Take the 2-minute tour ×
Stack Overflow is a question and answer site for professional and enthusiast programmers. It's 100% free, no registration required.

I am able to do this without using bitwise operators as below

int AsciiToInteger()
{
  char s[] = "Stack Overflow";
  int i, n = 0;
  for (i = 0; s[i] !='\0'; i++)
  {
    n += s[i]; 
  }

  return n;
}

How can I achieve the same using bitwise operators in C without using for loop?

share|improve this question
2  
This is (obviously) not the standard atoi function, it's probably a good idea to use a different name, and explain what you want to achieve. I don't see you using bitwise operators anywhere in the code – which may or may not be your point, I didn't understand that part at all, especially since I'd expect atoi to work without them, in the obvious implementation – and why do you expect to be able to do anything with an arbitrary-length string without a loop? –  Christopher Creutzig Aug 23 '11 at 14:52
    
@ Christopher , you are right . This has nothing to with standard function. I was just wondering if this could be done using bitwise & not using for loop. –  Kelly Aug 23 '11 at 14:58
1  
Who upvoted this question? It doesn't make any sense at all, currently. –  Oliver Charlesworth Aug 23 '11 at 14:58
    
Since ALUs work that way, it is obviously possible to implement addition using bitwise operators, but what's the point? It would be slower and harder to read&write. You can exchange the for loop for another loop construct, but unless you know at compile time how large the strings will be, you can't do without a loop. –  Christopher Creutzig Aug 23 '11 at 15:00
    
For what purpose? –  Keith Thompson Aug 23 '11 at 16:05

3 Answers 3

You can achieve the same without a for loop using recursion:

int AsciiToInteger(const char * Str)
{
    if(*Str)
        return (int)*Str + AsciiToInteger(Str+1);
    else
        return 0;
}

/* ... */
int n = AsciiToInteger("Stack Overflow");

I don't know what bitwise operators have to do with this, you surely cannot use only them without a loop and without recursion for arbitrary-length strings (for fixed length strings instead the result would probably be something like unrolling the loop).

... but now that I read the comments I'm quite sure I didn't get the sense of the question... :S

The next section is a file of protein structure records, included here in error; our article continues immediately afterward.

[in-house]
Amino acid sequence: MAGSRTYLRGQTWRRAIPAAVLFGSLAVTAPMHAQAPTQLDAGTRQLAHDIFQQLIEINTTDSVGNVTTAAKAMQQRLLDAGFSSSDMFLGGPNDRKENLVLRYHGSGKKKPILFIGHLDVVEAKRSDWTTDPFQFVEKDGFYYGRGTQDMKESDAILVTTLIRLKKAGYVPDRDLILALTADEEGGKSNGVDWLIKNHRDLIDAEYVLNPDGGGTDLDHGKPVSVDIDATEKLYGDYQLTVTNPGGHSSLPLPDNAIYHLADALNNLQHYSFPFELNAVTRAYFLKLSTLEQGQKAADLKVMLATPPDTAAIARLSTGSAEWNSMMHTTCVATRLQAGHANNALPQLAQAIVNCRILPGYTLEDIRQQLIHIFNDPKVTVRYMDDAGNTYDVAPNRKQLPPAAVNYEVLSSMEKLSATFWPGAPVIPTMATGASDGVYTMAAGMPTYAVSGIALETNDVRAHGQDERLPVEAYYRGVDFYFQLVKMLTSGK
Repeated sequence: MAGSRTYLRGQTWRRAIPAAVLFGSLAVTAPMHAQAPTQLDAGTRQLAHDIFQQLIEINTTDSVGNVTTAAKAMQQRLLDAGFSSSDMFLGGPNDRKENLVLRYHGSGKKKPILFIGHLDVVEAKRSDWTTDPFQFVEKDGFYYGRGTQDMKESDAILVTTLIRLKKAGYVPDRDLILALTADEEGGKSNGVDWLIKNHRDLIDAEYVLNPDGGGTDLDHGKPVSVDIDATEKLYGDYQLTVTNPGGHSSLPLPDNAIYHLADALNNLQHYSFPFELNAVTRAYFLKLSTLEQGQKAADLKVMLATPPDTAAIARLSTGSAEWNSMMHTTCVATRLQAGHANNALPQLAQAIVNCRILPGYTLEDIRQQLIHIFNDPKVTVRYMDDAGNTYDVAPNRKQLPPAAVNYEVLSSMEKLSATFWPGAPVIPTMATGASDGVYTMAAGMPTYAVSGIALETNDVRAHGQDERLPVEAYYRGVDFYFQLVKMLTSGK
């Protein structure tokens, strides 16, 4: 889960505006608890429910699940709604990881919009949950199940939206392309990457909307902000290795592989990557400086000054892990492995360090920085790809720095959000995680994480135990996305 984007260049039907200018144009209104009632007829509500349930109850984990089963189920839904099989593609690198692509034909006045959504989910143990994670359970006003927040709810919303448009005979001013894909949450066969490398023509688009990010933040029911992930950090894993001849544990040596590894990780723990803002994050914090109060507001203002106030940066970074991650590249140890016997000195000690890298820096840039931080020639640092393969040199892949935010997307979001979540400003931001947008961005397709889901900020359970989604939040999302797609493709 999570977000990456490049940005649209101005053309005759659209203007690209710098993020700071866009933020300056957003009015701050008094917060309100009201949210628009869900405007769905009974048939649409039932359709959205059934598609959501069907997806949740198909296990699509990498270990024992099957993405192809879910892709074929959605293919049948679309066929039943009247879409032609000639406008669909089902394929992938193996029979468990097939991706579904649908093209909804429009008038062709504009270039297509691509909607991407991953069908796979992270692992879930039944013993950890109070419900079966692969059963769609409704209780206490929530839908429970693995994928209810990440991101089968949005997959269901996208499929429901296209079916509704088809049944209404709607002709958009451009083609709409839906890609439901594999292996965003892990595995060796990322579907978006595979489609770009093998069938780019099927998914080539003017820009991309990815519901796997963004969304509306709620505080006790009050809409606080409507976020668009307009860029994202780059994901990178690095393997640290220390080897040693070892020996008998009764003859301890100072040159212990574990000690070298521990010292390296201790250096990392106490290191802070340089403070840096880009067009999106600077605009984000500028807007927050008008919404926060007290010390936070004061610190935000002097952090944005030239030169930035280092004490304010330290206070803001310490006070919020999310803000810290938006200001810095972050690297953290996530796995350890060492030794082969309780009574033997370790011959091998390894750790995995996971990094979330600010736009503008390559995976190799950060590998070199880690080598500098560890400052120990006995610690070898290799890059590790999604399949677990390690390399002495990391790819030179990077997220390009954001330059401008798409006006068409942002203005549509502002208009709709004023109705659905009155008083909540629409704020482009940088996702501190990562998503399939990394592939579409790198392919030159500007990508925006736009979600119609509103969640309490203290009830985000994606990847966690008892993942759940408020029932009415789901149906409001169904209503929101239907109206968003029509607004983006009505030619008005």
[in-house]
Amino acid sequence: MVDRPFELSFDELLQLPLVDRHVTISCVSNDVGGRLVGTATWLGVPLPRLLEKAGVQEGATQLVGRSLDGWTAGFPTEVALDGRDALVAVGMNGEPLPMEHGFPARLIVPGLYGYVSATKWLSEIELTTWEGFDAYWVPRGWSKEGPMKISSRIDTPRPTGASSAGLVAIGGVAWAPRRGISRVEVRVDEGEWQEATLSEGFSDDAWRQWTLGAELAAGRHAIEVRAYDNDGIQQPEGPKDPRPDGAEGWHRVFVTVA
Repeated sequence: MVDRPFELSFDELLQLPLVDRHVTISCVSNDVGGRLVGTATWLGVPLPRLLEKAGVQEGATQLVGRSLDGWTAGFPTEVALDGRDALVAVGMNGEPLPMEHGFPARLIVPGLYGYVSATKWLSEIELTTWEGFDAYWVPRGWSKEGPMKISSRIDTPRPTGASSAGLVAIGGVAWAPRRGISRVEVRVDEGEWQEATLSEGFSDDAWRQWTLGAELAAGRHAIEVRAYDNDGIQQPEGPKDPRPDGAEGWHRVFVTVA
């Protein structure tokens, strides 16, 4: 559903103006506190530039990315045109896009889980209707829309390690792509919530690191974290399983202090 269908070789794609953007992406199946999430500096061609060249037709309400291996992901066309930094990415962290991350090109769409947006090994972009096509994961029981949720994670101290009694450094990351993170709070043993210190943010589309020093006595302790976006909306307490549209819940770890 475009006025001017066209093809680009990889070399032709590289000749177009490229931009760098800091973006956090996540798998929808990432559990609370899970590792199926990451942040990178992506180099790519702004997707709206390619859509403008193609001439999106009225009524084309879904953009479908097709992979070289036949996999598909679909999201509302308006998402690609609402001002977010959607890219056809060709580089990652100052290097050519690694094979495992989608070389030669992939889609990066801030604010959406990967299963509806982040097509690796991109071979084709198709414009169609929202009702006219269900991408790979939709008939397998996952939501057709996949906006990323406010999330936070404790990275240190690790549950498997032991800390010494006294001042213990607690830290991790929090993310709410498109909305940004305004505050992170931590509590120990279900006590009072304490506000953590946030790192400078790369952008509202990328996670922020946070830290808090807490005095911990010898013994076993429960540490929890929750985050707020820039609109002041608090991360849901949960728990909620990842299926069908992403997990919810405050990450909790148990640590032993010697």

share|improve this answer
    
Now I know why atoi has undefined behavior rather than just an unspecified value on overflow... >_< –  R.. Aug 23 '11 at 16:05

Except as an exercise in building higher level operations from bitwise operations, the task you're trying to accomplish is foolish. Don't do it.

As an exercise, the most important thing to realize is that you don't have to go back to the start every time you need to implement something new in terms of the building blocks. Instead you could write addition and subtraction functions in terms of bitwise building blocks, and put those together using the existing higher-level algorithm you've already got.

As for eliminating the loop, you could just unroll it to support a fixed max number of digits (the longest value that will fit in int, for example) unless you need to support arbitrary number of leading zeros. Recursion is a very bad approach in general and contrary to the whole "close to the metal" aspect of this exercise. Perhaps they just want you to avoid adding/incrementing a counter in the loop with "high level" addition, in which case you could use your bitwise adder function...

share|improve this answer

One of the main reasons that loops exist is so that you can do operations an unknown number of times. If you don't know how long your string is, you have no way of doing this without a loop. Even if you do know the length of the string, why would you want to do it without a loop?

share|improve this answer

Your Answer

 
discard

By posting your answer, you agree to the privacy policy and terms of service.

Not the answer you're looking for? Browse other questions tagged or ask your own question.